Asphalt Trader Limited v. Beall et al, No. 1:2017cv00015 - Document 65 (D. Utah 2018)

Court Description: MEMORANDUM DECISION and ORDER granting 41 Motion for Judgment on the Pleadings on Plaintiff's second cause of action and that cause of action against Beall is hereby DISMISSED; granting 38 Motion to Amend the pleadings to allege defenses under the Utah Fraudulent Transfers Act. Signed by Judge Dee Benson on 7/30/2018. (mas)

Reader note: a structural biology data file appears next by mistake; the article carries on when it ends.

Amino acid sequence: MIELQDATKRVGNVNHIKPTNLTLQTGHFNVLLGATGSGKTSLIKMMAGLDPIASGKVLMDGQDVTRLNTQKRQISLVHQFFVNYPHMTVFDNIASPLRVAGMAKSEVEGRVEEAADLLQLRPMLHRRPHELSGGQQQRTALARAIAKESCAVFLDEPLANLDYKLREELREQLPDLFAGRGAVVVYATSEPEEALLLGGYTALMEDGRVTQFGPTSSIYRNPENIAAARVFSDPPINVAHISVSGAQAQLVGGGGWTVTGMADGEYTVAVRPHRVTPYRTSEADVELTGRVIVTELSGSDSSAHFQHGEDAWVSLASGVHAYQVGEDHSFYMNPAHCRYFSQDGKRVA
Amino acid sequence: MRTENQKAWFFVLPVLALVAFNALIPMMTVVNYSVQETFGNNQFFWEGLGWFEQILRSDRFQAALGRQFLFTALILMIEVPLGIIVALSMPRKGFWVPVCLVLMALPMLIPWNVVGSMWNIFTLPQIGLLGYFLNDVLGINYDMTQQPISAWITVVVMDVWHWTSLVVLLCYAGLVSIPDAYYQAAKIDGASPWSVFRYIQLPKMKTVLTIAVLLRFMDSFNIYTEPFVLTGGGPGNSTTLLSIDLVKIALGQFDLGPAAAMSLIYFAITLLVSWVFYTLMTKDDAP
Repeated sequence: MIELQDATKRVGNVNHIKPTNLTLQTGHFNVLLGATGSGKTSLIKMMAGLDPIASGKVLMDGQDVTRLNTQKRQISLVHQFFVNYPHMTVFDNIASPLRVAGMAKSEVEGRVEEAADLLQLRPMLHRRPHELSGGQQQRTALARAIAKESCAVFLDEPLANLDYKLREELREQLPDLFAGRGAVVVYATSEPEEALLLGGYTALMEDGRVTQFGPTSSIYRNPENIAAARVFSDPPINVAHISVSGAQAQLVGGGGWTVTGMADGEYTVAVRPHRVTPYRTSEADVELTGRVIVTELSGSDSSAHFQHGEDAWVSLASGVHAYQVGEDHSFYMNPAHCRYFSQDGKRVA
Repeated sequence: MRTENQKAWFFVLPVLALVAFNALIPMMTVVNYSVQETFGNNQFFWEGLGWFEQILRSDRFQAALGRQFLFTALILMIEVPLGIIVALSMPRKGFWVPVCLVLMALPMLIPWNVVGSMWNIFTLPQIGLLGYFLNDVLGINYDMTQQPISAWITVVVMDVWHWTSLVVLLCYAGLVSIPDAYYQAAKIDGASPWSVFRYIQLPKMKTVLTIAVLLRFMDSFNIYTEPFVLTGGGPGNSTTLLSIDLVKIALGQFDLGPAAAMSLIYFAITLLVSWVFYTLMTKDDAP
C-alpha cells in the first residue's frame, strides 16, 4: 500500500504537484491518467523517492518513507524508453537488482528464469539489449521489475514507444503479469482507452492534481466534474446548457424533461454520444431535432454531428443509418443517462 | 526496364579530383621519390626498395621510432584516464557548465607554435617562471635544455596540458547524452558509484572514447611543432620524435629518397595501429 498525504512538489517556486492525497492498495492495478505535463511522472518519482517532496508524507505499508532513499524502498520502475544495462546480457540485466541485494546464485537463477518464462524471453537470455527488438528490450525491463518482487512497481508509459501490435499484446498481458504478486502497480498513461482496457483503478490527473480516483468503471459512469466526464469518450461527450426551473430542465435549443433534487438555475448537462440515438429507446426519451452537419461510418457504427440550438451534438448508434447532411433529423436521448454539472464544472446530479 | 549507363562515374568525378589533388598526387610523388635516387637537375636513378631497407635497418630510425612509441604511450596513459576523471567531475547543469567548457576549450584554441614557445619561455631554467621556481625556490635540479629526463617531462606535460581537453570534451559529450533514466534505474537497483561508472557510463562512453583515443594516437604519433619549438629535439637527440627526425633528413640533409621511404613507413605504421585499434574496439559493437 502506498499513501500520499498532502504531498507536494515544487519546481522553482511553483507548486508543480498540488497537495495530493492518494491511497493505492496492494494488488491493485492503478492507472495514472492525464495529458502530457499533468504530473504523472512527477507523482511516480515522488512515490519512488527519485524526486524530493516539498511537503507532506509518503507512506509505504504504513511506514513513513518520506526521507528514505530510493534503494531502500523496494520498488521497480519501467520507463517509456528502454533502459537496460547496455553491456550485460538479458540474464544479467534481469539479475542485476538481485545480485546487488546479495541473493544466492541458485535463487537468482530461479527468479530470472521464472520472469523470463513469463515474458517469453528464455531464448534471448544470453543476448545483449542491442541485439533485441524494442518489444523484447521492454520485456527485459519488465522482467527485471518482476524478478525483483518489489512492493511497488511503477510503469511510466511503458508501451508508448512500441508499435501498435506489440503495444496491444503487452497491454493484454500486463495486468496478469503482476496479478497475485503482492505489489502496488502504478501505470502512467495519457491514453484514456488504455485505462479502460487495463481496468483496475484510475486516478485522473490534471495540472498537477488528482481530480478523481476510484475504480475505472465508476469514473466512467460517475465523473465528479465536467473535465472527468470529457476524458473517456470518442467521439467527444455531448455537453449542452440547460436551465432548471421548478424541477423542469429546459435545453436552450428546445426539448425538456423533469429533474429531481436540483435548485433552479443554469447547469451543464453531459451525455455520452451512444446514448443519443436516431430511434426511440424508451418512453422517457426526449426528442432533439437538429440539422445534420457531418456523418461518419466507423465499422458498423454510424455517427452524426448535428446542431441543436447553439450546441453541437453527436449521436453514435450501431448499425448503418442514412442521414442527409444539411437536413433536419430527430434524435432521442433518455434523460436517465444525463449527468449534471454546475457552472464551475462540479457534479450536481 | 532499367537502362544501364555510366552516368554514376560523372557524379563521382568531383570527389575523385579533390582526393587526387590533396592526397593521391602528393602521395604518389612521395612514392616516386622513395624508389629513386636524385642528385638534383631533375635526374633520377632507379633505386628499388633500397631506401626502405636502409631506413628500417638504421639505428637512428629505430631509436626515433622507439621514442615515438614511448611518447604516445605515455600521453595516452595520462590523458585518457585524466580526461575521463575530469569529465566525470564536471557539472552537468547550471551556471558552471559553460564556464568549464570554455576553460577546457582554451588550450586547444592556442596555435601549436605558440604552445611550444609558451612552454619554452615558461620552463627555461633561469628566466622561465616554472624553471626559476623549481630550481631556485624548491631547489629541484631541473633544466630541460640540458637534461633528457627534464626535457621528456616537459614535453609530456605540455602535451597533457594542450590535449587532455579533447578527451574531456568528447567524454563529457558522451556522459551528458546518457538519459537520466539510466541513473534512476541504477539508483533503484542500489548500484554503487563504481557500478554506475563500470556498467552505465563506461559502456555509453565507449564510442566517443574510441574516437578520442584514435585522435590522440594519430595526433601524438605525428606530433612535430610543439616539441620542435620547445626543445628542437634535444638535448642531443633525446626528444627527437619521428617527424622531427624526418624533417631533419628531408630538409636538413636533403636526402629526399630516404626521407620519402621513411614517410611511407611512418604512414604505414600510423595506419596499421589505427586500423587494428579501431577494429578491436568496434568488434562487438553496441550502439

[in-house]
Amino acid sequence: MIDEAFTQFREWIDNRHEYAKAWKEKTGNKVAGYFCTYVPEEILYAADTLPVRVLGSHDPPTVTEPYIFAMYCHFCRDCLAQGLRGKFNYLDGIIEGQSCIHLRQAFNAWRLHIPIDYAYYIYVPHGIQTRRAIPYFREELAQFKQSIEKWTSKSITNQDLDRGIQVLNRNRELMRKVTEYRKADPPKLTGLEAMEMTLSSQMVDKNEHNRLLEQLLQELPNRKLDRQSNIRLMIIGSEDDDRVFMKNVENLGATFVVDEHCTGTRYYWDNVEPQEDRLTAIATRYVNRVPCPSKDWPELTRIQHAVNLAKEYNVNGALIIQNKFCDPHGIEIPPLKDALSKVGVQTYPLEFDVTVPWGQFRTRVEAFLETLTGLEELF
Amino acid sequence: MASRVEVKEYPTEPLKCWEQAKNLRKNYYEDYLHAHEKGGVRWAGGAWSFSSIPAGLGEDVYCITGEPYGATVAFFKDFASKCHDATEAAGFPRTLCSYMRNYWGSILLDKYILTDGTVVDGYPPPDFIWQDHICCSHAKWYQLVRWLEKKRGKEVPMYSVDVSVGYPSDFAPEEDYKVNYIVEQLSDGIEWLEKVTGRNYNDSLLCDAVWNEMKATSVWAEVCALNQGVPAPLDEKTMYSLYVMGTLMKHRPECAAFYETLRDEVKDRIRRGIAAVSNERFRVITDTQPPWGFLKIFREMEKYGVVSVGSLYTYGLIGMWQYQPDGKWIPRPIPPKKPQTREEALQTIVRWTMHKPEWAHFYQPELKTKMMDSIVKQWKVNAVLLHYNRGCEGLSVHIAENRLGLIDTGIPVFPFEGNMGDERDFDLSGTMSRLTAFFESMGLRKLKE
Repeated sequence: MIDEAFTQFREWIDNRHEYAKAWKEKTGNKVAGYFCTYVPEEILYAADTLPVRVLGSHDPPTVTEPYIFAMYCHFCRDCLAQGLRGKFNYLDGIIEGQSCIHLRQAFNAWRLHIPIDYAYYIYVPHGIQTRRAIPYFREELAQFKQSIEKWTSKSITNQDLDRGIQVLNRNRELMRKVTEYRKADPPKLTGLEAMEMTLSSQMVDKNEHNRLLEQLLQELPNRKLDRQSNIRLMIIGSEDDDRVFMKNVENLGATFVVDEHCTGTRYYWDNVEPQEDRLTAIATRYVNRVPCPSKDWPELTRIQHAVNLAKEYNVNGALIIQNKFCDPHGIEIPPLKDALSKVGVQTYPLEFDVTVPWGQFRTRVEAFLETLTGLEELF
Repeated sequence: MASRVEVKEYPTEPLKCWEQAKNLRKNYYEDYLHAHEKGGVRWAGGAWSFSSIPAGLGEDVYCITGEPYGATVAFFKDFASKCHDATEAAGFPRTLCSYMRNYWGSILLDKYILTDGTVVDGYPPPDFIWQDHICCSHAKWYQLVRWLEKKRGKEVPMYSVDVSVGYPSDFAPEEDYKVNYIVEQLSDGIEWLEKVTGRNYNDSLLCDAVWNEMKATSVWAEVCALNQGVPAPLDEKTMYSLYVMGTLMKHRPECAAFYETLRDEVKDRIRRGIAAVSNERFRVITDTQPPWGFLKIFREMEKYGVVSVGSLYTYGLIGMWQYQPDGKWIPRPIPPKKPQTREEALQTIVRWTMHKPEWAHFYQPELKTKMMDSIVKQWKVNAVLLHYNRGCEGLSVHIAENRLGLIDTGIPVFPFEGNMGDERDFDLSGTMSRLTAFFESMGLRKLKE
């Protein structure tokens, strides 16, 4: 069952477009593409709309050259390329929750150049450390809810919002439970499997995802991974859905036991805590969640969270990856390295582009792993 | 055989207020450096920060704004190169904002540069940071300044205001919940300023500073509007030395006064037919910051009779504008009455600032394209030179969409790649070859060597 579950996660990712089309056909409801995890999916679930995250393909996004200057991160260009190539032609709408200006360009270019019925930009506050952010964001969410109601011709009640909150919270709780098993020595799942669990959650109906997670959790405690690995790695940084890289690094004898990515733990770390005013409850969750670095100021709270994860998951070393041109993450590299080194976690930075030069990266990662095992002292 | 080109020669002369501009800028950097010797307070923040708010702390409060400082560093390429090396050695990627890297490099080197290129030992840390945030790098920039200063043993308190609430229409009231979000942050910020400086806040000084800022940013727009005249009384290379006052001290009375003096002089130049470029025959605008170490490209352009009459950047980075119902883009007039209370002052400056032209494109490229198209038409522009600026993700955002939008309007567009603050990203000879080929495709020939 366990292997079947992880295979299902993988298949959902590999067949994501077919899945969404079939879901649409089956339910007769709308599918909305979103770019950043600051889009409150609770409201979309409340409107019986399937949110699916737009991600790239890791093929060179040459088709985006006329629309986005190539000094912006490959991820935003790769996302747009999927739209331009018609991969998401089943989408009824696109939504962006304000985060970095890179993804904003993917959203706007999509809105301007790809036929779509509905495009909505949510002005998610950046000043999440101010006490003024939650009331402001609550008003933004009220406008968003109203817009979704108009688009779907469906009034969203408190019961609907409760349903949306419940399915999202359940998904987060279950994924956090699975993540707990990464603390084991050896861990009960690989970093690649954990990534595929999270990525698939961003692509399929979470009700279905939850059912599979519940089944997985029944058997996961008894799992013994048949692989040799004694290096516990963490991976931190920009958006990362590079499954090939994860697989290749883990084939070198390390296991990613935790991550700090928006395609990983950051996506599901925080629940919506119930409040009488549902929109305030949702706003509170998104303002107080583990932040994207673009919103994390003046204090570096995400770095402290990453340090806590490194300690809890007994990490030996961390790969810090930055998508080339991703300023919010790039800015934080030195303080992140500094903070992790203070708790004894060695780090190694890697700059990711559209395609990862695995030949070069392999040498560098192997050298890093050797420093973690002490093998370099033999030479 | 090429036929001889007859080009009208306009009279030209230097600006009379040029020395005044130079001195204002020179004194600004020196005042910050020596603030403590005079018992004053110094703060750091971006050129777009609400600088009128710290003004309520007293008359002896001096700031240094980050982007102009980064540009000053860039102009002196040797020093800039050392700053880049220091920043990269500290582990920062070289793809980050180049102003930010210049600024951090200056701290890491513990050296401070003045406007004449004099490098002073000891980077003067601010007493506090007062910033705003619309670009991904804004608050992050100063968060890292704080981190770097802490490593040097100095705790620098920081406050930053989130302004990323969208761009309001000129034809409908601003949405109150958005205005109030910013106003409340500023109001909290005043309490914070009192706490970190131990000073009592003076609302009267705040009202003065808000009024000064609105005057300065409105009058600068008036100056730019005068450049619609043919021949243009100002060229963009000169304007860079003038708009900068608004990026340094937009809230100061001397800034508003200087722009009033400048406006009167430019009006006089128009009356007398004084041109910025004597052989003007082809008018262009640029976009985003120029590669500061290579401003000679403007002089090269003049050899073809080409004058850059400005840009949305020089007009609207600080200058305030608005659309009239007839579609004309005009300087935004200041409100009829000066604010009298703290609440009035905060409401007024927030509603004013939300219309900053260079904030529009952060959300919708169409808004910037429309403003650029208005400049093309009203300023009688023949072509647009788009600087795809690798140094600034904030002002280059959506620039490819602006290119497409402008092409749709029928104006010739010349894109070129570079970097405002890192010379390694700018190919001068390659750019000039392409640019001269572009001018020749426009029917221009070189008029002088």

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Asphalt Trader Limited v. Beall et al Doc. 65 IN THE UNITED STATES COURT FOR THE DISTRICT OF UTAH NORTHERN DIVISION ASPHALT TRADER LIMITED, Plaintiff, MEMORANDUM DECISION AND ORDER v. Case No. 1:17-cv-15-DB Judge Dee Benson ROBERT SCOTT BEALL andTARYN CAPITAL ENERGY, LLC., Defendant. Before the Court are Defendant Robert Scott Beall's motions for leave to file an amended answer to assert affirmative defenses and for judgment on the pleadings as to Plaintiffs second cause of action. [Dkt. 41, 51]. The motions have been fully briefed and the Court finds oral argument unnecessary. Based on the written arguments of the parties and on the relevant facts and the law, the Court enters the following Memorandum Decision and Order. BACKGROUND Plaintiff Asphalt Trader Limited ("Asphalt Trader") is a corporation registered in Liberia. [Dkt. 2]. Defendant Robert Scott Beall ("Beall") resides in Ogden, Utah and is the sole principal, sole member and sole manager of Taryn Capital Energy, LLC ("Taryn"), a Utah limited liability 1 Dockets.Justia.com company. [Id.]. On March 29, 2012, Asphalt Trader and Taryn entered into a contract in which Taryn would use Asphalt Trader's tanker ship to transport 69,000 barrels of waste oil from Venezuela to Panama. The Complaint alleges that Taryn breached the contract by failing to lawfully procure and transport the waste oil. As a result, Asphalt Trader alleges that its tanker ship sat empty from April 12, to June 9, 2012, incurring port and bunkering expenses and other damages. On December 7, 2015, an arbitration hearing was held in London, England on Asphalt Trader's claims against Taryn for breach of contract. On February 12, 2016, the arbitrators issued an award in favor of Asphalt Trader and against Taryn providing the following relief: a. Taryn shall pay forthwith to Asphalt Trader the smn of $1,669,221.64 together with interest thereon at the rate of 5% per annum compounded at three-monthly rests from August 1, 2012 until the date of payment hereunder; b. Taryn shall bear and pay its own and Asphalt Trader's net recoverable costs of this reference, the latter of which is assessed in the sum of 206,925 British Pounds and that it shall also bear and pay 39,475 British pounds; and c. Taryn shall pay Asphalt Trader interest on Asphalt Trader's costs of 206,925 British pounds at the rate of 5% per annum compounded at three-monthly intervals from February 12, 2016. On May 20, 2016, Asphalt Trader moved this Court to confirm the foreign arbitration award and to enter judgment consistent with the same. On December 1, 2016, the Court granted Asphalt Trader's motion for entry of judgment. On December 5, 2016, the Court entered judgment in favor of Asphalt Trader and against Taryn as follows: 2 a. Taryn shall forthwith pay to Asphalt Trader the sum of $1,669,221.64 together with interest thereon at the rate of 5% per annum compounded every three months from August 1, 2012 until the date of payment hereunder; b. Taryn shall bear and pay Asphalt Trader Limited's net recoverable costs in the sum of $299,213.55; c. Taryn shall also bear and pay its portion of the costs of the arbitration totaling $57,080.85; d. Taryn shall pay Asphalt Trader's interest on Asphalt Trader's costs of $299,213.55 at the rate of 5% per annum compounded every three months from Febrnary 12, 2016. Asphalt Trader v. Taryn Capital Energy, Case No. 1:16-cv-54-JNP, Dkt. 17. After obtaining the arbitrators' award and the judgment, Asphalt Traders sought payment from Taryn, but Taryn has refused to pay any of what has been awarded and has indicated it does not have sufficient assets to pay. The Complaint alleges that "[ a]round the time of the Arbitrators' award on Febrnary 12, 2016, Taryn's liabilities began to exceed its assets and Taryn was no longer able to pay its debts in the course of its operations." The Complaint alleges that Beall is responsible for all aspects of the day-to-day affairs and rnnning of Taryn, including all commercial, chartering, trading and financial matters. By this action, Plaintiff seeks to recover against Taryn and its sole principal, manager and member, Beall, on the judgment entered by this Court against Taryn based upon an arbitration award. Dkt. 2 ,1110-14. Taryn is a limited liability company managed by Beall, its sole member. Id. at ,199. The Complaint alleges that Taryn made improper distributions to Beall. Id. at ,1103. 3 Plaintiff asserts four claims against Beall and Taryn Capital. The first cause of action asserts on the grounds of alter ego that Beall should be responsible for the debt of Taryn to Plaintiff. The second claim asserts that Taryn Capital made improper LLC distributions to Beall. The third claim for relief contends that Taryn made fraudulent transfers to Beall, and the fourth claim for relief requests an order freezing assets. Beall moves for dismissal of the second cause of action and for leave to amend his answer to assert defenses associated with the Utah Fraudulent Transfers Act. DISCUSSION I. MOTION FOR JUDGMENT ON THE PLEADINGS AS TO PLAINTIFF'S SECOND CAUSE OF ACTION FOR IMPROPER DISTRIBUTIONS Beall moves for dismissal of Plaintiffs improper distributions cause of action on the basis that Plaintiff has no standing to assert the claim. While the Complaint fails to state the legal basis for its claim to recover improper distributions, Plaintiffs responses to Defendants' discovery requests clarify that the legal basis upon which Plaintiff bases his second cause of action is the Limited Liability Company Act ("the Act"), Utah Code§ 48-3a-405 which provides, [a] limited liability company may not make a distribution ... if after the distribution: (a) the limited liability company would not be able to pay its debts as they become due in the ordinary course of the limited liability company's activities and affairs; or (b) the limited liability company's assets would be less than the sum of its total liabilities. Plaintiffs Response to Interrogatory No. 3, Dkt. 38-2. Beall alleges that this claim fails as a matter oflaw because creditors have no standing 4 under the Act to recover distributions. As quoted above, section 48-3a-405 of the Act provides that limited liability companies may not make a distribution to members if the distribution would result in the company's insolvency or inability to pay its debts when due. Section 48-3a-406 of the Act outlines who may enforce claims for improper distributions. This section provides that if a member or a manager of a limited liability company consents to an improper distribution, "the member or manager is personally liable to the limited liability company for the amount of the distribution ... " Utah Code§ 48-3a-406(1). The Act further specifies that "[a] person that receives a distribution knowing that the distribution violated§ 48-3a-405 is personally liable to the limited liability company.... " Id. Beall argues that the plain language of the Act gives only a limited liability company standing to recover improper distributions, and a creditor such as Plaintiff has no such standing. Plaintiff makes two arguments in response. First, its claim to recover alleged LLC distributions is proper under the trnst fund doctrine. Asphalt argues that under the trnst fund doctrine, Beall owed Asphalt a fiduciary duty to manage Taryn for the benefit of Asphalt, Taryn's creditor, when Taryn allegedly became insolvent in 2012. Second, Plaintiff argues that the statute would create an absurd result if it failed to grant Asphalt, a creditor, the right to sue for improper distributions. A. The Trnst Fund Doctrine Where adopted, the trnst fund doctrine provides that a corporation's "directors owe a fiduciary duty to an insolvent corporation's creditors" and "all of the assets of [the] corporation, immediately on its becoming insolvent, become a trnst fund for the benefit of all of its creditors." 5 Tatung Company, Ltd. v. Hsu, 217 F.Supp.3d 1138, 1192 (C.D.Cal. 2016). Beall replies that the trust fund doctrine does not apply for three reasons. First, Utah courts have rejected the trust fund doctrine. In Passow & Sons v. Wetherbee, 167 P.350 (Utah 1917), the Utah Supreme Court stated that "the 'trust fund' doctrine in this state has been so repeatedly repudiated by the decisions of this court that it may now be regarded as well-settled law that this doctrine will not apply unaided by express statutory enactment." Id. at 351. In a more recent decision, the Utah Supreme Court stated that the "trust fund theory does not prevail in this jurisdiction ... " Butler v. Willdnson, 740 P.2d 1244, 1261 (Utah 1987). The trust fund doctrine's rationale has been widely repudiated. In re Independent Clearing House Co., 77 B.R. 843, 863 (D. Utah 1987). Second, Beall argues that even if the trust fund doctrine were applicable, Plaintiff fails to plead such a claim. A claim based upon the trust fund doctrine is a claim for breach of fiduciary duty. It is premised upon the assumption that when a corporation is insolvent, the officers and directors "become trustees of the creditors." FDICv. Sea Pines Co., 692 F.2d 973, 976-77 (4 th Cir. 1982); Tatung Companyy, Ltd., v. Hsu, 217 F.Supp.3d 1138, 1192 (C.D.Cal. 2016) (under California law, directors of insolvent corporation owe a fiduciary duty to creditors); PCS Nittrogen, Inc. v. Ross Dev. Corp., 126 F.Supp.3d 611 (D.S.C. 2015) (under South Carolina law, recognizing common law fiduciary duties owed by corporate officers and directors to creditors when corporation is insolvent). Here, the Complaint does not plead a claim for breach of fiduciary duty, whether under the trust fund doctrine or otherwise. Nor does Plaintiff identify the tmst fund doctrine as a basis for its claims in its interrogatory responses. Plaintiff represented 6 only that it relies upon section 405 of the LLC Act in seeking to recover wrongful distributions. Beall contends that the trust fund doctrine was presented for the first time in Plaintiff's response brief to this motion. Beall argues that in doing so, Plaintiff attempts to amend its claim while this motion to dismiss is pending to avoid dismissal of its claim. See Viernow v. Euripides Dev. Corp., 157 F.3d 785, 790 n.9 (10 th Cir. 1998)(raising issues for the first time in response to a dispositive motion may be treated as a motion to amend). Finally, Beall argues that even if Utah were to adopt the trust fund doctrine, the doctrine does not allow a creditor to assert a direct claim for breach of fiduciary duty against management of a company. Rather, the creditor could only assert the claim derivatively on behalf of the company. North American Catholic Educational Programming Found., Inc. v. Gheewalla, 930 A.2d 92 (Del. 2007)( creditors of an insolvent corporation have no right to assert direct claims for breach of fiduciary duty against an insolvent corporation, but must assert the claims derivatively.) Here, Plaintiff does not seek to assert a derivative claim, but rather only pleads direct claims. Because Utah does not recognize the trust fund doctrine, the Court will not apply it in this action. Even if the trust fund doctrine did apply, the Court finds that Plaintiff did not plead such a cause of action, nor did it assert a derivative claim in its Complaint. B. The Plain Language of the Act Plaintiff opposes Beall' s motion arguing that it would be an absurd result if it were not allowed to assert a claim for improper distributions under § 405 of the LLC Act. Beall argues, however, that the result is not absurd because Plaintiff, as Taryn's creditor, has standing to assert a claim under the Utah Fraudulent Transfers Act for recovery of the alleged improper 7 distributions and the plain language of the LLC Act makes clear that only the LLC, regardless of the number of members it has, has standing to assert a claim under§ 405. The 'primary objective' of statutory interpretation 'is to ascertain the intent of the legislature.' Since 'the best evidence of the legislature's intent is the plain language of the statute itself,' we look first to the plain language of the statute." In so doing, "we presume that the legislature used each word advisedly." We also "presume that the expression of one [term] should be interpreted as the exclusion of another .. thereby presuming all omissions to be purposeful." When we can ascertain the intent of the legislature from the stah1tory terms alone, "no other interpretive tools are needed, and our task of statutory construction is typically at tn end. Bagley v. Bagley, 387 P.3d 1000 (Utah 2016). Here, there is .no ambiguity in the language of the LLC Act. The plain language of the Act provides that if a member or a manager of a limited liability company consents to an improper distribution, "the member or manager is personally liable to the limited liability company for the amount of the distribution .... " Utah Code§ 48-3a-406(1). The Act further specifies that "a person that receives a distribution knowing that the distribution violated section 48-3a-405 is personally liable to the limited liability company ... " § 48-3a-406(3). These provisions grant standing only to the limited liability company to recover improper distributions. The Act also allows members of a LLC to bring derivative claims on behalf of the company provided certain standards are satisfied. See Utah Code § § 48-3a-802-804. Absent from the statute is any right of a creditor to assert either directly or derivatively a claim to recover improper distributions. Under the plain terms of the statute, the Court must presume that the omission of standing for a creditor to bring claims for wrongful distributions under the LLC Act was purposeful, whether the LLC has more than one member or only one member. Plaintiff argues that the plain reading of the statute renders an absurd result and is 8 demonstrably at odds with the intentions of the drafters of the statute. It argues that the purpose of the statute is to prevent improper distributions and in the case of a single member LLC, the single member would not be liable to anyone but himself for the distributions. The Utah Supreme Court stated, Our case law recognizes two different interpretive tools concerning absurdity. The first - the absurd consequences canon - merely resolves an ambiguity by choosing the reading that avoids absurd results. The second- the absurdity doctrine - reforms unambiguous statutory language where the language would lead to an absurd result. This court has developed a narrow, exacting standard for determining whether to apply the absurdity doctrine and read a statute contrary to its plain meaning. In particular, this court will not apply the absurdity doctrine unless the operation of the plain language ... is so overwhelmingly absurd that no rational legislator could have intended the statute to operate in such a manner. This standard is satisfied only if the legislature could not have reasonably intended the result. Bagley, 387 P.3d at 1003. The Court finds that the absurdity doctrine does not apply here. Plaintiff offers no persuasive argument that the legislature's decision that creditors may not sue to recover alleged wrongful distributions under the LLC Act is "so overwhelmingly absurd that no rational legislator could have intended the statute to operate in such a manner." Bagley at ,r2s. Utah law does not grant a right to a creditor of a corporation and there is no reason to ignore the literal language of the Act and grant such a right to a creditor of an LLC. The express purpose of sections 405 and 406 of the LLC Act is to protect limited liability companies and their members when a company is threatened with insolvency, not creditors. Utah law provides a different statutory scheme that protects creditors. See Utah 9 Fraudulent Transfer Act, Utah Code§ 25-6-1, et seq. The Court finds that the plain language of the statute establishes that the provision under which Plaintiff seeks recovery in its second cause of action for improper distribution, provides remedy to the LLC, not to a creditor. Plaintiff, as a creditor, lacks standing to assert the claim, under its plan language, as alleged in its second cause of action and accordingly, that cause of action is hereby dismissed. II. MOTION TO AMEND ANSWER TO ASSERT AFFIRMATIVE DEFENSES PURSUANT TO UTAH CODE 25-6-9(6) Beall moves the Court pursuant to Federal Rule of Civil Procedure 15 for leave to amend his Answer to assert affirmative defenses under the Utah Fraudulent Transfers Act. He asserts that the Complaint does not identify the statutory grounds upon which Plaintiffs fraudulent transfer claim is based nor does it identify any specific transfers. From the discovery responses provided by Plaintiff, it appears that Plaintiff relies on§ 25-6-6 of the Utah Fraudulent Transfer Act as the statutory basis for avoidance of transfers to Beall. Plaintiff opposes the motion arguing that Beall was aware of the facts underlying the Complaint when it was filed in January, 2017 and therefore, his motion to amend his Answer is untimely and, under Federal Rule of Civil Procedure 16(b)(4), good cause does not exist. Plaintiff did not identify in the Complaint the Utah Fraudulent Transfers Act as a basis upon which it is relies for recovery. It did not state the Act as a basis of recovery until it responded to written discovery in February, 2018. Beall filed his motion March 16, 2018. Plaintiff fails to identify ways i,t will be prejudiced as the result of the amendment. The Court finds that because Beall filed this motion once he learned that Plaintiff is 10 relying on the Utah Fraudulent Transfers Act as a basis of recovery in this action, the motion is timely and good cause exists under Rule 15 for Beall to amend his Answer to assert affirmative defenses that would be available to him under the Act. CONCLUSION For the foregoing reasons, Defendant Beall's motion for judgment on the pleadings on Plaintiffs second cause of action as against him is hereby GRANTED and that cause of action against Beall is hereby DISMISSED. Defendant Beall's motion to amend the pleadings to allege defenses under the Utah Fraudulent Transfers Act is hereby GRANTED. IT IS SO ORDERED. DATED this i!}__ day of July, 2018. De!c::- United States District Judge 11